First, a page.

To encourage more bicycling, a two-way separated bike lane could be built along the Embarcadero; bike lanes could be added to the Lefty O'Doul Bridge; event venues could be mandated to provide valet bike parking and new developments could be required to provide bike-sharing stations. Bike sharing could also be expanded along the waterfront in general.
Potential parking strategies include making arrangements with private lots and garages for use during special events, selling parking spaces along with event tickets, and establishing a network of satellite lots close to transit connections or outside the immediate neighborhood of event venues.
The city could also deploy more traffic officers and implement special management plans during special events, the assessment suggests. It could also establish more transit-only lanes to speed buses through congested traffic.
Other ideas include requiring developers, hotel owners and event planners to offer free Clipper cards, Muni fare cards or Fast Passes, and forcing developers to accommodate car sharing in their projects and establish on-site day care centers at residential and office developments.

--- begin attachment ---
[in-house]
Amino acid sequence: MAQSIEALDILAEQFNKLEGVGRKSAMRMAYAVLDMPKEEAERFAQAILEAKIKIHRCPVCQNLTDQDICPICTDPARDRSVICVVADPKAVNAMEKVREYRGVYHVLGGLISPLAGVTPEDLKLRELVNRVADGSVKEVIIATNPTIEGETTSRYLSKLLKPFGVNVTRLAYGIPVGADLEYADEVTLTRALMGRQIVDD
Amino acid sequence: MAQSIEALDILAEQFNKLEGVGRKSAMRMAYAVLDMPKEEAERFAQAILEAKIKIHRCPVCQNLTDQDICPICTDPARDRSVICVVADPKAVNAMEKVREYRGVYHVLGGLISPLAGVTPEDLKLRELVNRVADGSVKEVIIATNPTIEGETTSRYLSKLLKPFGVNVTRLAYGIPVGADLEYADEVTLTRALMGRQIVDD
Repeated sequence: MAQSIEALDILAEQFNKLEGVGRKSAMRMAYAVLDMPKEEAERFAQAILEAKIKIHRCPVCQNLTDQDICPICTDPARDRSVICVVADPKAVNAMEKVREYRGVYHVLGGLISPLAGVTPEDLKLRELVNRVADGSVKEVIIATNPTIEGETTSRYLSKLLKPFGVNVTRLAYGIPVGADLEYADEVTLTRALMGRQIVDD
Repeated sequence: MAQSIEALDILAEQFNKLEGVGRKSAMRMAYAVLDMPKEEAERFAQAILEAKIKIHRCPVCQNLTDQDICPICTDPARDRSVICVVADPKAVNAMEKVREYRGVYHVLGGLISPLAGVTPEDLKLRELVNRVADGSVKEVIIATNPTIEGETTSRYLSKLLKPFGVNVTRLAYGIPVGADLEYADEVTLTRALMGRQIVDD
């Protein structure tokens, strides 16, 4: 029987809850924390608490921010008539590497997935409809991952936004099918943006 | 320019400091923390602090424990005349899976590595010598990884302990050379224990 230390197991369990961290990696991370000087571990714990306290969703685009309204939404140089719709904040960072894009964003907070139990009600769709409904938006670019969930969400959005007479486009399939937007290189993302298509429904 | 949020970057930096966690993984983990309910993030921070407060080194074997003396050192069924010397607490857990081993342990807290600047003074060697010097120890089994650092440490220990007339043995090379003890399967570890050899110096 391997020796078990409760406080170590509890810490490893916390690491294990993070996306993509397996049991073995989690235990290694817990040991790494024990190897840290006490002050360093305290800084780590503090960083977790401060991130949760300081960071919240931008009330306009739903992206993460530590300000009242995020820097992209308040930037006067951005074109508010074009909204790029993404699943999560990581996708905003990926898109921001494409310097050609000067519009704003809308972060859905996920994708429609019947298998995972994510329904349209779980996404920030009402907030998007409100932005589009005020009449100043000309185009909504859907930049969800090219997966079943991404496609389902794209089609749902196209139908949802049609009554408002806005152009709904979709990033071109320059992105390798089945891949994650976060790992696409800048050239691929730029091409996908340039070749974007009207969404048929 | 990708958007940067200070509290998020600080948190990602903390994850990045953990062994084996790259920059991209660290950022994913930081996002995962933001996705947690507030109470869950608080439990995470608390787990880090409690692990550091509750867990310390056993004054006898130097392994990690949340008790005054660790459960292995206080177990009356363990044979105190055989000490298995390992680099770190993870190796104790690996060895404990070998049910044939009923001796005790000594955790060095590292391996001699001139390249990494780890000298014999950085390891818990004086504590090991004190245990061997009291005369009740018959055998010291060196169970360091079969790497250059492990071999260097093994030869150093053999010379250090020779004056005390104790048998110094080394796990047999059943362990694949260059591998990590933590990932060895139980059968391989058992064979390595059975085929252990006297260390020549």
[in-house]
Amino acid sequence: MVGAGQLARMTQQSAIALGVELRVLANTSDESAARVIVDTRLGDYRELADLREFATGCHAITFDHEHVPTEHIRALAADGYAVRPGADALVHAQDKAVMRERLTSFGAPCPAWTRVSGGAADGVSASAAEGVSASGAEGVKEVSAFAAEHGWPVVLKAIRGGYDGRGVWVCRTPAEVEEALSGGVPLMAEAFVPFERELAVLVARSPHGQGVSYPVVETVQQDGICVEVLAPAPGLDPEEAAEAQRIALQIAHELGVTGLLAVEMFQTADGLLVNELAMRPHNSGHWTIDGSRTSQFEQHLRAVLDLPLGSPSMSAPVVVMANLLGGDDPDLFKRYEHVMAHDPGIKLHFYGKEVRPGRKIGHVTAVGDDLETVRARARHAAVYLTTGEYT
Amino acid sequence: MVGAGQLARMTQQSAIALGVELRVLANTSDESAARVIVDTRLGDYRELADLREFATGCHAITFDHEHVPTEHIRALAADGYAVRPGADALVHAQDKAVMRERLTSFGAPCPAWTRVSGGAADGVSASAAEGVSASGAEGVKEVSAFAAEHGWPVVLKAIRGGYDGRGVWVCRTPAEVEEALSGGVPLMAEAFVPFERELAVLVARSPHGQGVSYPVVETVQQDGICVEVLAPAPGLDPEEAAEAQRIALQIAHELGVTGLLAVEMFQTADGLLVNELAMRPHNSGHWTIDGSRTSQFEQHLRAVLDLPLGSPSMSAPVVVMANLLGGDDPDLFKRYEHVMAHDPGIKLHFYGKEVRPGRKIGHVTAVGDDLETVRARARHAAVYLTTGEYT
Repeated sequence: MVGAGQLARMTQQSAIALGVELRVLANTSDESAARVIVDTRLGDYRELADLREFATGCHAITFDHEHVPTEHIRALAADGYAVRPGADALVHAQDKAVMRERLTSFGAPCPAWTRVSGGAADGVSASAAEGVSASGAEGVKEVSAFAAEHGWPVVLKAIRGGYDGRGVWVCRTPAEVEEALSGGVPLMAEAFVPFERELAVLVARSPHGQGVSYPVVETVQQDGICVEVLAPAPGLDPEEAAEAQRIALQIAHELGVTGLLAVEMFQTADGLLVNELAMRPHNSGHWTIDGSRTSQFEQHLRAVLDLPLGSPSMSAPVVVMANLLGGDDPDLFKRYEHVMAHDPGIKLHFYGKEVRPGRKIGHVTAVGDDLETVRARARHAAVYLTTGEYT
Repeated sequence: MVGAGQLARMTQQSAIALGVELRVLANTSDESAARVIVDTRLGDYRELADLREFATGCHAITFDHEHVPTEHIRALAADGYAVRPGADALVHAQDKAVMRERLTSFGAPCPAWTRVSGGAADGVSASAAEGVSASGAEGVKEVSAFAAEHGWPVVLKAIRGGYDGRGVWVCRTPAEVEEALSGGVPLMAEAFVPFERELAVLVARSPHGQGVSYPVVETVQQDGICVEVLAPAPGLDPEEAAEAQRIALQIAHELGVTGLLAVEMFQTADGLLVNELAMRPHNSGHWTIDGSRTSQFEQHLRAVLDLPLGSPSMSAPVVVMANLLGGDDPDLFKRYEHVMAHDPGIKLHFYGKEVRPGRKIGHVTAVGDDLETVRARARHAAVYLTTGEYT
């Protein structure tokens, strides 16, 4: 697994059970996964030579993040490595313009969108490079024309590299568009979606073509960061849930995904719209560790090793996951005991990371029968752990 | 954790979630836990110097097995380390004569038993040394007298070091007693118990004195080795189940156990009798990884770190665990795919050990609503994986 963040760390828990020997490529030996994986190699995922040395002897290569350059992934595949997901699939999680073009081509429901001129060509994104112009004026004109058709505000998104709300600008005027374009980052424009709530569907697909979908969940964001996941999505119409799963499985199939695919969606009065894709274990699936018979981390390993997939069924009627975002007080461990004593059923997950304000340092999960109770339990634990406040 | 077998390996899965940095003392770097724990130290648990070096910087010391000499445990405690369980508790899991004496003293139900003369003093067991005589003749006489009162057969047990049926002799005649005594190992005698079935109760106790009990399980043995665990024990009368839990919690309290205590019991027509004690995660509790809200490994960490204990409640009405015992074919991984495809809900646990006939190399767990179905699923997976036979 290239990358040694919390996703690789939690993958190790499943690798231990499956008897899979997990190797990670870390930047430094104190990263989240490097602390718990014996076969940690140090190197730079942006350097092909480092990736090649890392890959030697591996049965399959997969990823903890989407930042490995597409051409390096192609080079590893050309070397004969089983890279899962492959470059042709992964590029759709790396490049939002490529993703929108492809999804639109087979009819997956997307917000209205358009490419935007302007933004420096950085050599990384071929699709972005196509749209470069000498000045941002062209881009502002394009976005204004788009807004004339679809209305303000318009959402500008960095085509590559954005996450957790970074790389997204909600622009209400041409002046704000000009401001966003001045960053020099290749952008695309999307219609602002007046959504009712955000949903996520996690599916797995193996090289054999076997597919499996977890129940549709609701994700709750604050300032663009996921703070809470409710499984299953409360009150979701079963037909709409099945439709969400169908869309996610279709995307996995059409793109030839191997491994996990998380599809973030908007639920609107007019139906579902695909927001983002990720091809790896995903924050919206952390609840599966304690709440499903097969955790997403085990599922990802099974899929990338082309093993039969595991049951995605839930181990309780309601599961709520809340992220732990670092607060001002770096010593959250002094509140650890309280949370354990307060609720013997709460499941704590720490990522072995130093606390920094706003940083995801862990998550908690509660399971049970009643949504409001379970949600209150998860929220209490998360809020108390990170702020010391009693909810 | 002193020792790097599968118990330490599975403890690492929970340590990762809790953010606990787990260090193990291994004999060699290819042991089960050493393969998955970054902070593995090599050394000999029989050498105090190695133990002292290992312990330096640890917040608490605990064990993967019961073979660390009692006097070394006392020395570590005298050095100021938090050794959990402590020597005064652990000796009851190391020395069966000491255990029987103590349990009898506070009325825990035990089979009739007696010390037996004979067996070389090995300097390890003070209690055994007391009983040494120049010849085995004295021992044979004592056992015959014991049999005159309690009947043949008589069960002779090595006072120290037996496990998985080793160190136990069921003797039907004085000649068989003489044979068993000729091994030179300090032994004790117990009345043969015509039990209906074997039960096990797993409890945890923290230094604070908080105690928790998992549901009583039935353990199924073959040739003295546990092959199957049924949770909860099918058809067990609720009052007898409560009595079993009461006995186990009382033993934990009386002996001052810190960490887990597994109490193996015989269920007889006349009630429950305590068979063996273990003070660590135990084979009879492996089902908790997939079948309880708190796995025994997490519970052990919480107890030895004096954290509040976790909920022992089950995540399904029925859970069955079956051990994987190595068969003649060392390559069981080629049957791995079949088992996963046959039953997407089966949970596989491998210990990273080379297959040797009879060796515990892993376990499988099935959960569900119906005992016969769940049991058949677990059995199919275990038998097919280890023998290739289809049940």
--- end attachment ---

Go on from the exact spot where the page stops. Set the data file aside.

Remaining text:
BART, Caltrain ideas
The assessment includes expansions of BART's Embarcadero and Montgomery stations and ferry terminals and the electrification of Caltrain.
"Any time someone wants to build on the waterfront, this lets them know what their responsibilities are — and what their opportunities are," Albert said.
Critics have expressed skepticism that the city will come through with the funding, especially for the transit improvements, and wondered if they'll have the backbone to impose costly requirements on project developers.
City officials acknowledge that they'll need a solid funding plan but say that it's important to plan for that growth broadly rather than piece by piece as projects are proposed.
"We want to leave a legacy," Albert said. "We want to leave the waterfront in better shape than we found it."